2018 June 26 – Fort Simpson, NT to Fort Nelson, BC

This was the look of our day.  From the time we left Fort Simpson at 8 am this morning until just before we arrived in Fort Nelson.It is 62 kilometers (38 1/2 miles) from Fort Simpson to the junction with Highway 7 south.  From there it is 220 km (137 miles) to Fort Liard and 440 km (273 miles) to Fort Nelson.  We had been told the Liard Highway was hard on vehicles but, even though it was a gravel road, we could do 100 km/hr.  There was the occasional rough spot or pothole, but just like driving the Mackenzie Highway yesterday it was a good road.  When we were told last night at dinner that it was going to rain all day we were very worried we would be driving through mud all day.  Not so.  Yea!  Consequently our day was not nearly as long as we had anticipated.  Even with a lunch stop and drive around Fort Liard and some short stops to find a couple of geocaches we arrived in Fort Nelson at 3:20 pm! – several hours sooner than we expected.  And then we found out we were back on BC time and it was 2:20!   There were no waterfalls or gorges or pretty lakes to see today.  What we did see was bison!  And lots of them!

We encountered the first herd at 10:30. They were all standing right in the middle of the road.  We stopped to see if they would move and were changing the camera lenses to our zooms when a car came up behind us, drove past and drove right at the bison.  It slowed down, but didn’t brake.  The bison just ambled out of the way.  Obviously the local folks don’t allow theselves to be slowed down by the big animals.  Unfortunately, the scattering of the herd almost ruined our chance of some good close-up photos.  Fortunately, the bison are so accustomed to vehicles they didn’t go very far. The bison are just finishing shedding their winter coats.  They won’t grow another one for two months. The bison we saw today were very dark, almost black, and despite the fact they were wet, they were darker than the ones we had seen previously.I saw about five calves in the group.Not long after we passed the herd we saw two more bison. With all the rain in the area lately the rivers (and there are many of them) are all flowing very high.  We even passed a couple of men from the highways department investigating a large pond of water that had accumulated beside the road despite a long, deep ditch that had been dug to try move it along.  Then we saw four more bison, one of which had a broken horn.We also saw another bear cub.  It was sitting beside the road as we drove up and by the time we realized it was a cub it was hightailing into the bushes.  The black blob is all I managed to catch with the camera.Twenty km before the turnoff to Fort Liard we encountered our second herd of bison.  With the rain coming down so hard and the dark coats on the bison we couldn’t tell whether they were going ahead of us down the road or coming toward us.  It didn’t take long to realize they were running toward our truck.  Thankfully they veered off onto the grass verge as they went by.  I got a good video of them too.There is one geocache in Fort Simpson and one in Fort Liard.  We didn’t find either of them since both were hidden in the bush – the one at Fort Liard was also on top of a steep hill – and everything was soaking wet and it was still raining.  We parked at the bottom of the hill in Ft. Liard, beside the Liard River, and had some lunch, then headed back to the main highway and carried on. The Liard Highway is not a heavily traveled road.  I kept track of the vehicles that either passed us or that we met and over the entire day before we reached the Alaska Highway 25 km out of Fort Nelson (about 400 km/248 miles.) we saw exactly 12 cars and trucks.  The gravel ended about 10 km from Fort Liard and we were back on pavement the rest of the way.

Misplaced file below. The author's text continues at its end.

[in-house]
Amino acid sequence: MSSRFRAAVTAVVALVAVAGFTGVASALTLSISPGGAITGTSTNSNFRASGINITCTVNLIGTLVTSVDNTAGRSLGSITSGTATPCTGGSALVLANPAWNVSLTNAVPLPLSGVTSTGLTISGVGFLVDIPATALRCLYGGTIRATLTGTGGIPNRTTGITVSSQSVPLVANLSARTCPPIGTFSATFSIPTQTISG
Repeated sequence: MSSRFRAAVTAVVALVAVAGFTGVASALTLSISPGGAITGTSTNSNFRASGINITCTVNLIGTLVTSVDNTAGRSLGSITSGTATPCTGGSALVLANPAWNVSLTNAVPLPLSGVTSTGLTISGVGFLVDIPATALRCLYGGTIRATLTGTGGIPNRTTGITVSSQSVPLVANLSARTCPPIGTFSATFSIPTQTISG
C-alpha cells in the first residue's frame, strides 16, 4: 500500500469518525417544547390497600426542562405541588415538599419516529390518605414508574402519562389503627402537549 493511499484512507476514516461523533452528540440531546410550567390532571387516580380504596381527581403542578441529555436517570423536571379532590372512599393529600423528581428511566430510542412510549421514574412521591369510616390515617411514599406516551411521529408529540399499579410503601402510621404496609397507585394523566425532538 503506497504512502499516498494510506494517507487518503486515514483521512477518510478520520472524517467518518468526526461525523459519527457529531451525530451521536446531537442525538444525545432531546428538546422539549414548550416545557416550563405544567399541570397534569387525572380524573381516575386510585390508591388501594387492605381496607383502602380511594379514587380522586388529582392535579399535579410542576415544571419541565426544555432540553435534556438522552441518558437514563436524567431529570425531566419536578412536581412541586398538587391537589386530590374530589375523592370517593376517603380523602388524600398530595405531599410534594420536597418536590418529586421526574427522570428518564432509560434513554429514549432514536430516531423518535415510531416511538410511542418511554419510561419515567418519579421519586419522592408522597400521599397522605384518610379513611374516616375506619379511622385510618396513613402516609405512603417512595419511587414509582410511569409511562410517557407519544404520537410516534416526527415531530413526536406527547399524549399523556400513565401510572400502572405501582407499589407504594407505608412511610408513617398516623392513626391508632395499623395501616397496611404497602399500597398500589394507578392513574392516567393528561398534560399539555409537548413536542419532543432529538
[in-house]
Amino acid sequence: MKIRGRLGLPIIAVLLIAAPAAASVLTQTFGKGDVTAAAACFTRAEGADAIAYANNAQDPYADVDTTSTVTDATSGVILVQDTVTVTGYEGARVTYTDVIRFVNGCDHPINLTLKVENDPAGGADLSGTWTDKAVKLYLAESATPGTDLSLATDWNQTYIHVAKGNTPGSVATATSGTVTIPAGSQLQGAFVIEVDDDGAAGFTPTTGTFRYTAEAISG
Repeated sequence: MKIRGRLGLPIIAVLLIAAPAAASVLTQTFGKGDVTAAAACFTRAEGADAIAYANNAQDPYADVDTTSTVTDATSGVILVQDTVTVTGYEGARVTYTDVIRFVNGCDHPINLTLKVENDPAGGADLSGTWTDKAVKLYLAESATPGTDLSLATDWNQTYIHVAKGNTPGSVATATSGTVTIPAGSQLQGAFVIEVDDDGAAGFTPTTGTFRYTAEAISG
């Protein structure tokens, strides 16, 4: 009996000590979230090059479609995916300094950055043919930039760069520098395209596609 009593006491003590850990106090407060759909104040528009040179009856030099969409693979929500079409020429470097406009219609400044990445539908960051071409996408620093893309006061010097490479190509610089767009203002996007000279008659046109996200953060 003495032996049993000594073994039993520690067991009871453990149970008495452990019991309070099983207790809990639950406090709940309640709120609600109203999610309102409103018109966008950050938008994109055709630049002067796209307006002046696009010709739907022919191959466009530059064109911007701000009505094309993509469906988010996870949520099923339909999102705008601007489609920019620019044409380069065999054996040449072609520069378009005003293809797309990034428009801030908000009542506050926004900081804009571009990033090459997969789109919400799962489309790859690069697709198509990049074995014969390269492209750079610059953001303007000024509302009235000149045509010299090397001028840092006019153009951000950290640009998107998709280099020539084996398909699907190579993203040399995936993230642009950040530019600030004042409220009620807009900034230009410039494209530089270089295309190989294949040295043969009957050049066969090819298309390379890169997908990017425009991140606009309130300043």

We passed by far the largest herd of bison a few km south of Fort Liard.                This photos shows about 1/4 of the herd. We crossed the Northwest Territories/BC border about 1 o’clock, and stopped to find a geocache that was hidden in the “Welcome to the Northwest Territories” sign.  John had to do a bit of fancy climbing to get it.

About an hour out of Fort Nelson we got our first glimpse of blue sky.Sadly, it didn’t last.  We had light to heavy rain off and on the rest of the afternoon and into the early evening.  It is supposed to rain again tomorrow.  We are staying in Fort Nelson two nights.  We booked two nights to have a bit of down time after what we expected to be two very long driving days.  They both turned out shorter than expected but we aren’t sad to be having a day ‘off.’And….since we arrived in Fort Nelson so early we were able to find the Service BC office and John got a new driver’s license!  Also we were able to find a Bell store and get our new phones working.  A good day all around, I would say.

After we concluded our business we went looking for the hotel. We had seen a sign as we drove in to Fort Nelson so we headed back to the edge of town looking for it.  No luck. (Turned out to just be an advertising sign and the hotel was back 3 km.)  But just as John turned the truck around to head back into town a black bear stood up in the bushes beside the road.  John stopped the truck and the bear promptly went back onto all fours again and began to industriously eat something in the bushes. We waited for about 20 minutes for him to move into the open but no luck.  So my second photo of a bear today is very similar to my first one.  Darn bears just won’t co-operate!

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